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Marine Ecosystems & Management (MEAM)

Integrated land-and-sea management, Part 2: Reconciling different management priorities within Gwaii Haanas, Canada

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Human activities in upland ecosystems - farming, forestry, development, and so on - typically have impacts downstream as well, in coastal or even offshore areas.  Recognizing the connections between land and sea systems is a central part of coastal and marine ecosystem-based management.  The feature article on integrated land-and-sea management in our June-July 2013 issue examined three cases where marine resource managers have worked to integrate upstream and downstream management ("Integrated land-and-sea management: Examining three cases where marine practitioners are looking upstream", MEAM 6:6).  That was Part 1 of MEAM's coverage of this subject.

Now, in MEAM's finishing coverage of integrated land-and-sea management, we examine a protected area on Canada's Pacific coast that straddles land and sea: Gwaii Haanas.  The protected area - which includes rugged mountaintops, more than 100 watersheds, and marine waters extending seaward to the continental slope - combines the Gwaii Haanas National Park Reserve, the Gwaii Haanas National Marine Conservation Area Reserve, and the Haida Heritage Site (designated by the Haida Nation, an Aboriginal people).  Each component carries its own priorities, particularly with regard to preservation and sustainable use.  The joint management of Gwaii Haanas - conducted by a body that is made up of equal representatives of the Haida Nation and the federal Government of Canada - is now developing a site management plan by 2015 to balance those considerations.  MEAM spoke with Norm Sloan, marine ecologist for Gwaii Haanas.

MEAM: Gwaii Haanas National Park Reserve was created under the National Parks Act, which generally enshrines preservation with no commercial use.  Gwaii Haanas National Marine Conservation Area Reserve and Haida Heritage Site was created under the NMCA Act, which enshrines sustainable use.  What are the main challenges in balancing the respective approaches as well as the management entities - namely Parks Canada, Fisheries and Oceans Canada (DFO), and the Haida Nation?

Norm Sloan: There are many challenges involved in managing Gwaii Haanas.  These include:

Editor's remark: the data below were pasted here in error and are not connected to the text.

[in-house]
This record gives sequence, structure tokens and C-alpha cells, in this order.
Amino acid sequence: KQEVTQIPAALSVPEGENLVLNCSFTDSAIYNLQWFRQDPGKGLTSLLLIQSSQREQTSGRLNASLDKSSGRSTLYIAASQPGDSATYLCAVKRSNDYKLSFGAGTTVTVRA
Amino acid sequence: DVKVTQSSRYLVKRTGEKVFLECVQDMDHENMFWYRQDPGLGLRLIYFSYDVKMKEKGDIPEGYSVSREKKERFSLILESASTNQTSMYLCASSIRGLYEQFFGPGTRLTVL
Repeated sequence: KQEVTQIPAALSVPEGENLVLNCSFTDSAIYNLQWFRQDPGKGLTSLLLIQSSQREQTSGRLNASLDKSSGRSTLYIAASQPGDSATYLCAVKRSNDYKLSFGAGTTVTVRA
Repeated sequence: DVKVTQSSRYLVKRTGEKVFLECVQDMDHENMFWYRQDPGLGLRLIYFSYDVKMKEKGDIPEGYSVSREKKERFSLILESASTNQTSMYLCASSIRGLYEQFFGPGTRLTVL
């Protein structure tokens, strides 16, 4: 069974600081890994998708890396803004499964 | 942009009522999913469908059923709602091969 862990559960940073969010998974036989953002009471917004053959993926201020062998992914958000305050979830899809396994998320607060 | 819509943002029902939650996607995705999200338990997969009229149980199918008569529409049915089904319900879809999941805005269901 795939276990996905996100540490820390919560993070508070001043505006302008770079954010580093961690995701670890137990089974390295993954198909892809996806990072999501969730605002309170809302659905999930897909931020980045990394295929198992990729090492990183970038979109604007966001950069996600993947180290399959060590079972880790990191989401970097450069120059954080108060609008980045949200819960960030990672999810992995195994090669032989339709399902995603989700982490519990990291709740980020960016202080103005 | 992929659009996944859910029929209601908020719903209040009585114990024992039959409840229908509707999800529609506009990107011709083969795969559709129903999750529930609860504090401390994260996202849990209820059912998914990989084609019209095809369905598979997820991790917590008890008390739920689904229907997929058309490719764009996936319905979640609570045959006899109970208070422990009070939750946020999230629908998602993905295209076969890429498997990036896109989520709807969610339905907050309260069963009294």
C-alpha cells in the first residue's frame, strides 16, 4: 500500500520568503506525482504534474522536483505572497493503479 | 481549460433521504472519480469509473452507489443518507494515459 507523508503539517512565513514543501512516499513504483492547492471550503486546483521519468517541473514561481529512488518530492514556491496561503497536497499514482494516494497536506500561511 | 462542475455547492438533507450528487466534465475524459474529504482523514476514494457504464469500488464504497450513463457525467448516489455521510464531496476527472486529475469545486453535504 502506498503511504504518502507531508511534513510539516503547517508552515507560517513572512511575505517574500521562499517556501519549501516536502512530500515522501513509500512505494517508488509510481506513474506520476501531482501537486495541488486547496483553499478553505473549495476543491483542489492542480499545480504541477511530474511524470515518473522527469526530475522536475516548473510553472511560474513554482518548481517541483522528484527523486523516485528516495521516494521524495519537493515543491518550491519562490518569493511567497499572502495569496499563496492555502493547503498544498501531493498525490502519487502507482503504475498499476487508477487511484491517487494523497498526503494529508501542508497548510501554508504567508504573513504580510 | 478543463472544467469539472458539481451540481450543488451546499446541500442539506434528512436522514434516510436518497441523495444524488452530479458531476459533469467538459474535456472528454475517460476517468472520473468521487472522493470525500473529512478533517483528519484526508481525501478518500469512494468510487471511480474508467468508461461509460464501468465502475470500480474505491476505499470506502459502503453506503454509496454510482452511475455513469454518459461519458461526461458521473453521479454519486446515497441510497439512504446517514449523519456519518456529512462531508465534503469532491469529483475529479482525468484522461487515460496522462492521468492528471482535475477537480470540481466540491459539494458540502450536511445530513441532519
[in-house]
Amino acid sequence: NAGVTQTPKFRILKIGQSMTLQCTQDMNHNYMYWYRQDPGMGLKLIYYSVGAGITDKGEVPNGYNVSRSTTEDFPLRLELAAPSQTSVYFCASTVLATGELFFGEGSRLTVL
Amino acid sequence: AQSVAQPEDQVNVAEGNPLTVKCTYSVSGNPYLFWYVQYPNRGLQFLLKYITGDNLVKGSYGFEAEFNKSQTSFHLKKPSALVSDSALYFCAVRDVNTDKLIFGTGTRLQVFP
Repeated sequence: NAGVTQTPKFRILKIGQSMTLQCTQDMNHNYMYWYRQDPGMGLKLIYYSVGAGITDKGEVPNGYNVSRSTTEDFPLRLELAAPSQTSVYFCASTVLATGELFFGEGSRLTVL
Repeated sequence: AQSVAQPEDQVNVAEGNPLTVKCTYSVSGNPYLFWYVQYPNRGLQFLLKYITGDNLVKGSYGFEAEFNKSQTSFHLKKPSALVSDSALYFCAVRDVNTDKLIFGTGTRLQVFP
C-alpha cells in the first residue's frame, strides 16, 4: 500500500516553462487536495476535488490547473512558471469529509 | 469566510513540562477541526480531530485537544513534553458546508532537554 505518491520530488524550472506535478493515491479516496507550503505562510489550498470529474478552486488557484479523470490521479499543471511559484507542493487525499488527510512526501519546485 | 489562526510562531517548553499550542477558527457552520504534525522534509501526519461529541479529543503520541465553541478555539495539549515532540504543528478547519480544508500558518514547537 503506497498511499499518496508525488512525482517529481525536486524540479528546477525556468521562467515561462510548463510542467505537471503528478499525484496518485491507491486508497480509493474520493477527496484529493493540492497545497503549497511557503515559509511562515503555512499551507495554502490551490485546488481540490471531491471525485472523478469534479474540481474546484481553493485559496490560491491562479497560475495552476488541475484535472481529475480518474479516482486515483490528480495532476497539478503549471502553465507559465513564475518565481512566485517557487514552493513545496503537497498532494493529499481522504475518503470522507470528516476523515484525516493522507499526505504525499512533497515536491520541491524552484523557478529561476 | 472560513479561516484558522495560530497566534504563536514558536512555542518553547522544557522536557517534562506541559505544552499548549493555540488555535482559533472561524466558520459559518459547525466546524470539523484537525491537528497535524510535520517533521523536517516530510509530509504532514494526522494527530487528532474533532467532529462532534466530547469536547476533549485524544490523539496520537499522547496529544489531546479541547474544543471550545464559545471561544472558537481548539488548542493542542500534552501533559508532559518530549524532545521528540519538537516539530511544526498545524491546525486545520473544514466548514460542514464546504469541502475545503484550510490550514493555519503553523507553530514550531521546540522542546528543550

•  Building relationships and trust among partner organizations and external organizations.

•  Reconciling different perspectives and worldviews.

•  Working together to manage marine resources in Gwaii Haanas to be in line with ecosystem objectives.

•  Building new governance structures on top of existing ones.

To understand some of these challenges, one must understand our complex history and governance structure.  Our legal name - Gwaii Haanas National Park Reserve, National Marine Conservation Area Reserve, and Haida Heritage Site - represents laws, values, and accords along our path to establishment. 

In 1985, the Haida, the Aboriginal people of Haida Gwaii, designated Gwaii Haanas a Haida Heritage Site and blockaded a logging road, preventing logging activity on Lyell Island.  This act resulted in mass arrests.  Ensuing legal tumult and media coverage led the federal Government of Canada and provincial government of British Columbia to commit in 1988 to creating a protected area in the southern 15% of Haida Gwaii's lands and surrounding waters.

In 1993, the Government of Canada and the Haida Nation signed the Gwaii Haanas Agreement, which committed Canada to managing Gwaii Haanas in cooperation with the Haida Nation.  Twenty years after its signing, it is still referred to as an agreement before its time.  At its core is an agreement to disagree.  The Haida Nation and the Government of Canada both assert ownership over Gwaii Haanas, but they agree to put aside this difference in order to work together to protect the area.  The Agreement allows each party to maintain its respective authorities under Haida and Canadian laws. This is unique in that it provides a process for two different governments to come together and make shared decisions under two different authorities.

The Agreement created the Archipelago Management Board (AMB), a consensus-based decision-making body composed of two representatives of the Council of the Haida Nation and two Parks Canada staff, representing Canada.  Since 1993, the AMB has managed Gwaii Haanas' 1500 km2 of lands, including 1700 km of shoreline.  Within Gwaii Haanas, Haida subsistence hunting, fishing, gathering, and trapping are permitted.  The first terrestrial management plan in 2003 excluded marine waters, but underscored the inseparability of land and sea toward eventual integrated management.  Terrestrial management goals include: preserving natural and Haida cultural heritage, managing human use (visitation), and informing citizens about conservation and heritage from a unique place-based perspective. 

After nearly two decades of working to designate a marine conservation area adjacent to the terrestrial protected area, Gwaii Haanas National Marine Conservation Area Reserve and Haida Heritage Site was established in 2010, with the signing of the Gwaii Haanas Marine Agreement.  This 3400-km2 area is protected under Parks Canada's 2002 Canada National Marine Conservation Areas Act.  This Act is known as enabling legislation, which defines a process by which Parliament creates permanent NMCAs that are representative of Canadian marine regions.